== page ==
40 years of BMW M Division
The BMW M1 (1978) is a supercar automobile, and was the first and only mid-engined BMW.
It employed a twin-cam M88/1 3.5 L 6-cylinder engine.
The M1 coupe was hand-built between 1978 and 1981 under the Motorsport division of BMW as a homologation special for sports car racing.
Though the car never saw a great deal of racing success, the M1 is remembered as a refined and civilized supercar in the true BMW tradition, with great handling and stellar build quality.
BMW M 535i - the BMW E12 automobile platform was the basis for the 1972 through 1981 BMW 5-Series automobiles and the first platform to bear the 5-Series name.
The first BMW M5, based on the E28 5 Series, made its debut at Amsterdam Motor Show in February 1985.
At its launch, the E28 M5 was the fastest production saloon in the world.
In 1983, BMW took the M88/3 engine, a modified version of the M88/1 from the BMW M1 and put it in the E24 chassis of the BMW 6-Series, creating the M6.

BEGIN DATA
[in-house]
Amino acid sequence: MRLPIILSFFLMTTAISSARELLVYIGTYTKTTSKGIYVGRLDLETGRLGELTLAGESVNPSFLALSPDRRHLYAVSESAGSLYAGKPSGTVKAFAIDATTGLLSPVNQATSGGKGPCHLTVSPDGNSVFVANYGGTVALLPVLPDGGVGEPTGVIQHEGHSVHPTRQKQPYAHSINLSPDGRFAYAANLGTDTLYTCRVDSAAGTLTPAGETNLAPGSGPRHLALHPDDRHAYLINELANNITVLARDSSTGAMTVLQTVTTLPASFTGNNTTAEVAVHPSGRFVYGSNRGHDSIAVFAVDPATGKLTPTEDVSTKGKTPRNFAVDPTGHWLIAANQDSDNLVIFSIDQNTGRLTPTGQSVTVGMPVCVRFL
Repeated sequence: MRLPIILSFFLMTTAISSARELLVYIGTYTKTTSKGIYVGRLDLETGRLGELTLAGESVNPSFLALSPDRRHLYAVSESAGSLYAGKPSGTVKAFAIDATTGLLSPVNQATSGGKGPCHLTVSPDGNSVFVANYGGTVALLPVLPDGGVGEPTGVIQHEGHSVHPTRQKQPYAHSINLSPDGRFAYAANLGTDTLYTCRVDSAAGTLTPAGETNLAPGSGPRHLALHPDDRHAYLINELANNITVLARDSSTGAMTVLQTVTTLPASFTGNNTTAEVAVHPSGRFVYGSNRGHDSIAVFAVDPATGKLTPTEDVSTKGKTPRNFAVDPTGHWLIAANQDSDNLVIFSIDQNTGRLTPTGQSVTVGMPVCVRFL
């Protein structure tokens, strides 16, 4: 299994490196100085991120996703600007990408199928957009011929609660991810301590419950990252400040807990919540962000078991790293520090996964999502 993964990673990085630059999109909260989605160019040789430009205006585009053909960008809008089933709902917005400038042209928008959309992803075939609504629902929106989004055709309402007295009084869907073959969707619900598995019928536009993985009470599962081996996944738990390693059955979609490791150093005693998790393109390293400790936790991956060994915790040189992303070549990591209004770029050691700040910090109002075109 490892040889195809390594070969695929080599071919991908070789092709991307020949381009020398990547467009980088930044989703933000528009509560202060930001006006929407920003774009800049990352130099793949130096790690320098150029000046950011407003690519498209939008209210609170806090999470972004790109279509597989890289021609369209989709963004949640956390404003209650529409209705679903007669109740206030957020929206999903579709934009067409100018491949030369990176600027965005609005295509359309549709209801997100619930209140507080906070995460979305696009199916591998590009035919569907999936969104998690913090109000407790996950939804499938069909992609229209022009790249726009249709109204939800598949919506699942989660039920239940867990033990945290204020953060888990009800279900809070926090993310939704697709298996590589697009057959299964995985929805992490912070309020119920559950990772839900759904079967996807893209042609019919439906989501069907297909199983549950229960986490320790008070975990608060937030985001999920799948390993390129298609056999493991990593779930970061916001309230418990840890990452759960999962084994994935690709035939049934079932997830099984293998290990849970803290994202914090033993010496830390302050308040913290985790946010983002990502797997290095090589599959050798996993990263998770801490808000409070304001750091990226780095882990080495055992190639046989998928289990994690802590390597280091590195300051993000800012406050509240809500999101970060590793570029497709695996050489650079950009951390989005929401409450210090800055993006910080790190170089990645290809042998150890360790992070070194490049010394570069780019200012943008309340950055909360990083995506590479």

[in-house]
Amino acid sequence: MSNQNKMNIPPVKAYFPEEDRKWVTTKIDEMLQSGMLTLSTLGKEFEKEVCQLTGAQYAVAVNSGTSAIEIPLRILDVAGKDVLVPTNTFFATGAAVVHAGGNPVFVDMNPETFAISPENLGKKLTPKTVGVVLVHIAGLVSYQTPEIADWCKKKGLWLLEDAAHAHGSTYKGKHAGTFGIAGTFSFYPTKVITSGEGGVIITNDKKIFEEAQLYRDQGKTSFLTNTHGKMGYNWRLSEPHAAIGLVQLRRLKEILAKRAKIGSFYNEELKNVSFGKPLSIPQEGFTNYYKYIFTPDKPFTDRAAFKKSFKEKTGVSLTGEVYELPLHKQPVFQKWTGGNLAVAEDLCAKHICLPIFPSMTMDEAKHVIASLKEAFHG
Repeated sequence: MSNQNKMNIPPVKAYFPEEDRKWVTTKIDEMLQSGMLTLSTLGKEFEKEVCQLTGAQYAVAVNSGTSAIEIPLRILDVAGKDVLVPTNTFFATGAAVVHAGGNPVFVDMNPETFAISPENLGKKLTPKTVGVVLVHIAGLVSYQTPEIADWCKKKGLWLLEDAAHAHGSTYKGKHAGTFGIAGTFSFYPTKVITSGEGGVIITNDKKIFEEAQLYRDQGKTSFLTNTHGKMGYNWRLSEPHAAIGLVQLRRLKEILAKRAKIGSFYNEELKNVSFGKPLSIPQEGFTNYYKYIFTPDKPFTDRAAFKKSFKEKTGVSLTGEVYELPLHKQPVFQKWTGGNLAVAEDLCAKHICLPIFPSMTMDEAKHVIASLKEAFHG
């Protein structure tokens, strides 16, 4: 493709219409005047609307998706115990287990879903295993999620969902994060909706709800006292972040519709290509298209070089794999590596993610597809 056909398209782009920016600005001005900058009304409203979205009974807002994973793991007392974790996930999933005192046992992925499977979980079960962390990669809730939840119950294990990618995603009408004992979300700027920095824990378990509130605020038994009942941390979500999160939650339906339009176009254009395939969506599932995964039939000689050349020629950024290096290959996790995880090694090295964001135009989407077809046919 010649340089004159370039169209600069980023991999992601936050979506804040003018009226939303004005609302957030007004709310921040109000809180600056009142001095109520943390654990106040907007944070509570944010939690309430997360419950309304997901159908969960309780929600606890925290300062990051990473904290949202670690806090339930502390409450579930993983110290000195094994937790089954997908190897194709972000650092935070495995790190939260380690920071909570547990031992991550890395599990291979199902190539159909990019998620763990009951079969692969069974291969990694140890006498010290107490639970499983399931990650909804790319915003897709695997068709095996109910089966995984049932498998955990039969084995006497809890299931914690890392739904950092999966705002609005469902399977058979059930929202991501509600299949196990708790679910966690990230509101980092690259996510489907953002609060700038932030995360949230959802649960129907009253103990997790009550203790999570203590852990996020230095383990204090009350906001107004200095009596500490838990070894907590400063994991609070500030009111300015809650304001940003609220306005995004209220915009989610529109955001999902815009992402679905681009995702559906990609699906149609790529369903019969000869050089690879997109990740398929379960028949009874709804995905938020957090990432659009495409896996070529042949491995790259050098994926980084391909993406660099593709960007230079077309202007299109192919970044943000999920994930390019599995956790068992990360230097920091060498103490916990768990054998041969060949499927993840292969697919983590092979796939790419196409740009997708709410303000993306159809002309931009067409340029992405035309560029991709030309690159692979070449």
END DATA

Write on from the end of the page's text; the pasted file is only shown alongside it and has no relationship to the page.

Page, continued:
M6s can be distinguished from other E24 models by a larger air dam, M6 badges on the grille and back, and a subtle spoiler.
The first generation BMW M3 was based on the 1986 BMW 3-Series E30, and although looking very similar shared very little body panels - only the hood and roof.
This remarkable peace of engineering allowed the BMW M3 E30 to accelerate from 0 to 100kph in just 7.2 seconds and reach a top speed of 235kph.
It was powered by a specially developed 2.3-liter inline 4-cylinder engine producing 195bhp fitted with a 5-speed manual gearbox.
The replacement for the original M3 appeared at the 1992 Paris Auto Show. This E36 coupe model got the 3.0-l S50B30 straight-6 engine, which produced 286bhp.
The BMW M3 saloon was launched in 1995.
The E34 M5 was produced from 1989 to 1995 at BMW M GmbH in Garching, Germany and like the previous M5, was entirely hand-built.